One early example of the eclecticism of the Mission Revival style is the A. K. Smiley Public Library in Redlands, a municipality located 65 miles east of Los Angeles. Many notables, including philanthropist Andrew Carnegie, patronized the library at the turn of the twentieth century, and the building was credited with bringing notoriety to the small town (population 4,797 in 1900). Before construction even commenced, an 1897 article in the Los Angeles Times declared: “The structure will be a mammoth affair, and will be designed in the mission style of architecture. It will be thoroughly modern, lighted by electricity and heated by steam.”
Nestled in a fertile valley ringed by the foothills of the San Bernardino Mountains, Redlands began as an agricultural settlement known for its orange groves and fruit orchards as well as its alfalfa, grain, and flower production. The town’s leading citizens, though, had larger cultural aspirations; soon after the town incorporated in 1888, they organized reading rooms for public edification. These rooms were surpassed by the establishment of the Redlands Public Library in 1894, located in the YMCA building on the northwest corner of Cajon and Vine streets. Winter residents Albert and Alfred Smiley, Quaker twins who operated the Mohonk Mountain House in New Paltz, New York, led the effort to fund and build a permanent library, and bestowed the growing city with parks and public spaces.
In 1897, Albert purchased a 16-acre parcel in downtown Redlands, at the western terminus of Vine Street, situated between the civic and commercial core of Vine and Cajon streets to the east and residential development to the south and west. Albert hired the local contracting firm of Davis M. Donald to construct a new library on the northeast corner of the site, spending approximately $45,000 to do so. He also hired a local architect, T. R. Griffith, who had established a practice in Redlands in 1891, to design the building. Griffith had designed the Union Motor Depot (1891) and the First National Bank (1892) in San Bernardino (neither is extant), but the majority of his commissions were residential, and included the Stick Style Jacobs-Dike House (1895) on East Cypress Avenue in Redlands.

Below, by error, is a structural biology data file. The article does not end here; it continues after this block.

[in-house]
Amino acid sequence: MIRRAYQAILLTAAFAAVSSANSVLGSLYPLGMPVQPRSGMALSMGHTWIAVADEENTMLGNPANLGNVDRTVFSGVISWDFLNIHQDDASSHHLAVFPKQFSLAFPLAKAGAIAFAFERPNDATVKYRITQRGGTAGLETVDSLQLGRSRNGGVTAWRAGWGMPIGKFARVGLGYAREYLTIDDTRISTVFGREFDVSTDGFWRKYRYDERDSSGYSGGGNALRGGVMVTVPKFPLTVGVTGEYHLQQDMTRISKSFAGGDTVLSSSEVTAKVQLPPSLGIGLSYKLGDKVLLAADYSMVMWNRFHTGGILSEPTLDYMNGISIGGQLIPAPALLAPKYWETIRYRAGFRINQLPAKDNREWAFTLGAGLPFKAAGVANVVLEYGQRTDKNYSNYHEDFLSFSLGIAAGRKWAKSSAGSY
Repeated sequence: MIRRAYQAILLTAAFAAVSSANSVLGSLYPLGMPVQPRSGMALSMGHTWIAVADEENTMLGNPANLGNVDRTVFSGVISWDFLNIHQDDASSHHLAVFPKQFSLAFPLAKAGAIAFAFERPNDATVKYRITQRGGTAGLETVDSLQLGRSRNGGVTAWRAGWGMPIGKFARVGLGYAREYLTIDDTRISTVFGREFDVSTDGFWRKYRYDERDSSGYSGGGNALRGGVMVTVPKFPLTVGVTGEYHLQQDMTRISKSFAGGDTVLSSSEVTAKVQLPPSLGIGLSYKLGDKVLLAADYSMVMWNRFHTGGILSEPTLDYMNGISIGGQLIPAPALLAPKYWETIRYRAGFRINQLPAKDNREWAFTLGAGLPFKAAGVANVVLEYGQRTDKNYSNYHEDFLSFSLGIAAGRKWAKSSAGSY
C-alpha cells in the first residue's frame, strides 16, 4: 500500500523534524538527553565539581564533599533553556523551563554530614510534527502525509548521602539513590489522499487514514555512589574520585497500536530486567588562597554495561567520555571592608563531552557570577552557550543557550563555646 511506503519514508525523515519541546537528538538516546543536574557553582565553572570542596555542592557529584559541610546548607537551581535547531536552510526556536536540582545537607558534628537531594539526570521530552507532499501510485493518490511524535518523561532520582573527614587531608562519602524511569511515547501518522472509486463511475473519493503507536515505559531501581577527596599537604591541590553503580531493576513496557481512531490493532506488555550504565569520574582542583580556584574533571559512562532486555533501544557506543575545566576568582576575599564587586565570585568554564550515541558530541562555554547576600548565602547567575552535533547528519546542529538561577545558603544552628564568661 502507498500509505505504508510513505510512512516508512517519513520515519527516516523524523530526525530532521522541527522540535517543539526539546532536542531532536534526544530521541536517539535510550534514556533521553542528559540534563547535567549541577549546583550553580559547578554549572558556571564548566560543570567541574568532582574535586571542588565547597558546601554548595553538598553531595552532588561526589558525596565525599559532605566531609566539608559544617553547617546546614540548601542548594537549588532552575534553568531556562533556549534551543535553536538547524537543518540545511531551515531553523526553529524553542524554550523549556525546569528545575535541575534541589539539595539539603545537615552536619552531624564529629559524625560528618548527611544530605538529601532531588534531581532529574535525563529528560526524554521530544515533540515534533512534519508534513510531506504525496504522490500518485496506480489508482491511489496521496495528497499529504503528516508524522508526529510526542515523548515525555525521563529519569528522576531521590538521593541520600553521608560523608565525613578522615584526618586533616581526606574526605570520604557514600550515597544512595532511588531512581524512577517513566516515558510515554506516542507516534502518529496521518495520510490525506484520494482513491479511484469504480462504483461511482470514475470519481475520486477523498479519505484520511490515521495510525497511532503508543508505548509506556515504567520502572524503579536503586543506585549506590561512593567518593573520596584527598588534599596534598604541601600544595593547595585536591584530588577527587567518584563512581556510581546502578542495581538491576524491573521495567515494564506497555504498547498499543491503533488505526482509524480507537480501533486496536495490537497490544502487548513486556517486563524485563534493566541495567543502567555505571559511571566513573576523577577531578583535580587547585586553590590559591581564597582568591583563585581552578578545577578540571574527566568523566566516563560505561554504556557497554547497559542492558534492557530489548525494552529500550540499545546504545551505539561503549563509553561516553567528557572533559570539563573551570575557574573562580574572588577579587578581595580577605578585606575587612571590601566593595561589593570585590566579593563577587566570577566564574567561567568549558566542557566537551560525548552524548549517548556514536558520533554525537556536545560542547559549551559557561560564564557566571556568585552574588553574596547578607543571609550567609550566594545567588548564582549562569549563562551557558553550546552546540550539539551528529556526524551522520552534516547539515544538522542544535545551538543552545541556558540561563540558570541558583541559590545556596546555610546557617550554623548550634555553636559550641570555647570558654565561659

For the town’s new library, Griffith designed an L-shaped building in which the main entrance lies on the north elevation, in the crux of the ell. The entrance vestibule—replete with original oak floors, steel-lath and plaster interior walls, and a locally sourced, golden oak circulation desk—is marked on the exterior by a three-story tower topped with a hipped dome; the tower’s upper story was removed in 1936 and rebuilt in 1999. A landscaped front lawn transitions through an ashlar double archway to the front door. The building’s brick walls, which rest upon a stone and cement basement, are adorned with carved stone trim. A porte-cochere with crenellated battlements and a low-profile dome extends northeast of the north wing, which terminates in a scalloped parapet. The east elevation, which was expanded eastward in 1906, also terminates in a scalloped parapet and features a rose window that alludes to European Gothic architectural traditions. In the last quarter of the nineteenth century, as the Mission Revival style emerged, it was closely associated with other historicist styles, such as the Spanish Colonial Revival and Moorish Revival. What Griffith created is an amalgam of the Mission Revival (terra-cotta tile roofing and the arcades) and the Moorish Revival (the arcades’ sinuous parapets and low-profile domes).
The Smiley Free Public Library was inaugurated on April 29, 1898. By 1905, it contained 12,000 volumes, and there was call for expansion. The enlarged east wing is currently occupied by the Reference Wing. Configured as a large hall with a vaulted ceiling and clerestory windows, the reading room features large tables throughout. The hall is lined with shelves and bookcases and features a fireplace inglenook. In 1920, the Smileys’ younger brother Daniel financed a new south wing extending from the 1906 east addition. This is the Children’s Room, accessed off a narrow hallway leading from the Reference Wing. The rectangular volume features stained-glass windows depicting scenes from well-known children’s books. Another addition, south of the original core and parallel to the 1920 addition, was added in 1926. The Stack Wing, built west of the original core in 1930, thanks to the patronage of Eldridge M. Lyon, abuts the North Wing Computer Center, established in 2003. In 1990, the building was enlarged again during a $4.1 million renovation that included the creation of the Scott Conservatory, a glazed space to the south of the entrance vestibule that frames views of the courtyard garden. In 2002, the exterior was restored to its original red patina and the roof was re-clad.
Fallows, Deborah. “A Library Writes its Own Story: A California library becomes a living legend.” The Atlantic, August 17, 2015.
Horak, Katie E., Mary Ringhoff, Andrew Goodrich, and Evanne St. Charles (Architectural Resources Group). “City of Redlands: Citywide Historic Context Statement.” Prepared for the City of Redlands, California, by Architectural Resources Group, Pasadena, California, August 11, 2017.
Irshay, Phyllis, “A.K. Smiley Public Library,” San Bernardino County, California. National Register of Historic Places Registration Form, 1976. National Park Service, U.S. Department of the Interior, Washington, D.C.
“Mohonk to Redlands: the Smiley Connection.” ArcNews, Winter 2011/2012.
Russo, Stacey Shotsberger. The Library as Place in California. Jefferson, NC: McFarland and Company, Inc. Publishers, 2008.